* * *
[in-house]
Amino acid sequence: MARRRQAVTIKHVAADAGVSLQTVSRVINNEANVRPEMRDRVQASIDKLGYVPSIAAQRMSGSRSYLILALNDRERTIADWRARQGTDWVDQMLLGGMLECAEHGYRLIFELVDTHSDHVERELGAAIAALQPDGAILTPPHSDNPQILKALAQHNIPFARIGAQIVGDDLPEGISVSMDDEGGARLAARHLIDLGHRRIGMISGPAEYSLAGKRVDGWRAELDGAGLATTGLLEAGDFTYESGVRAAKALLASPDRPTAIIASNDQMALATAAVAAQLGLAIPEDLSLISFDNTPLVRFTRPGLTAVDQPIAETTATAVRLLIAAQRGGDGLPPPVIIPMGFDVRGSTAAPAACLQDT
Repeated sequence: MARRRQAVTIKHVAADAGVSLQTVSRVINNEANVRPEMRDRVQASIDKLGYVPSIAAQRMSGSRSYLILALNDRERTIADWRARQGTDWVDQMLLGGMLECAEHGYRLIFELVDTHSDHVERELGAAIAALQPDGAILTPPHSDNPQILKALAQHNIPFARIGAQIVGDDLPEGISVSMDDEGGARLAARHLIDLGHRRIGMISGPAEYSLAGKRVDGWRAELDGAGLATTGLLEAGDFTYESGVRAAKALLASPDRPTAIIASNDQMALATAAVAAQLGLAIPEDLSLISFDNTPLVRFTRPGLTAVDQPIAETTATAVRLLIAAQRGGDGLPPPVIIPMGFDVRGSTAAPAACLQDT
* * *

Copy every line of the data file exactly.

[in-house]
Amino acid sequence: MARRRQAVTIKHVAADAGVSLQTVSRVINNEANVRPEMRDRVQASIDKLGYVPSIAAQRMSGSRSYLILALNDRERTIADWRARQGTDWVDQMLLGGMLECAEHGYRLIFELVDTHSDHVERELGAAIAALQPDGAILTPPHSDNPQILKALAQHNIPFARIGAQIVGDDLPEGISVSMDDEGGARLAARHLIDLGHRRIGMISGPAEYSLAGKRVDGWRAELDGAGLATTGLLEAGDFTYESGVRAAKALLASPDRPTAIIASNDQMALATAAVAAQLGLAIPEDLSLISFDNTPLVRFTRPGLTAVDQPIAETTATAVRLLIAAQRGGDGLPPPVIIPMGFDVRGSTAAPAACLQDT
Repeated sequence: MARRRQAVTIKHVAADAGVSLQTVSRVINNEANVRPEMRDRVQASIDKLGYVPSIAAQRMSGSRSYLILALNDRERTIADWRARQGTDWVDQMLLGGMLECAEHGYRLIFELVDTHSDHVERELGAAIAALQPDGAILTPPHSDNPQILKALAQHNIPFARIGAQIVGDDLPEGISVSMDDEGGARLAARHLIDLGHRRIGMISGPAEYSLAGKRVDGWRAELDGAGLATTGLLEAGDFTYESGVRAAKALLASPDRPTAIIASNDQMALATAAVAAQLGLAIPEDLSLISFDNTPLVRFTRPGLTAVDQPIAETTATAVRLLIAAQRGGDGLPPPVIIPMGFDVRGSTAAPAACLQDT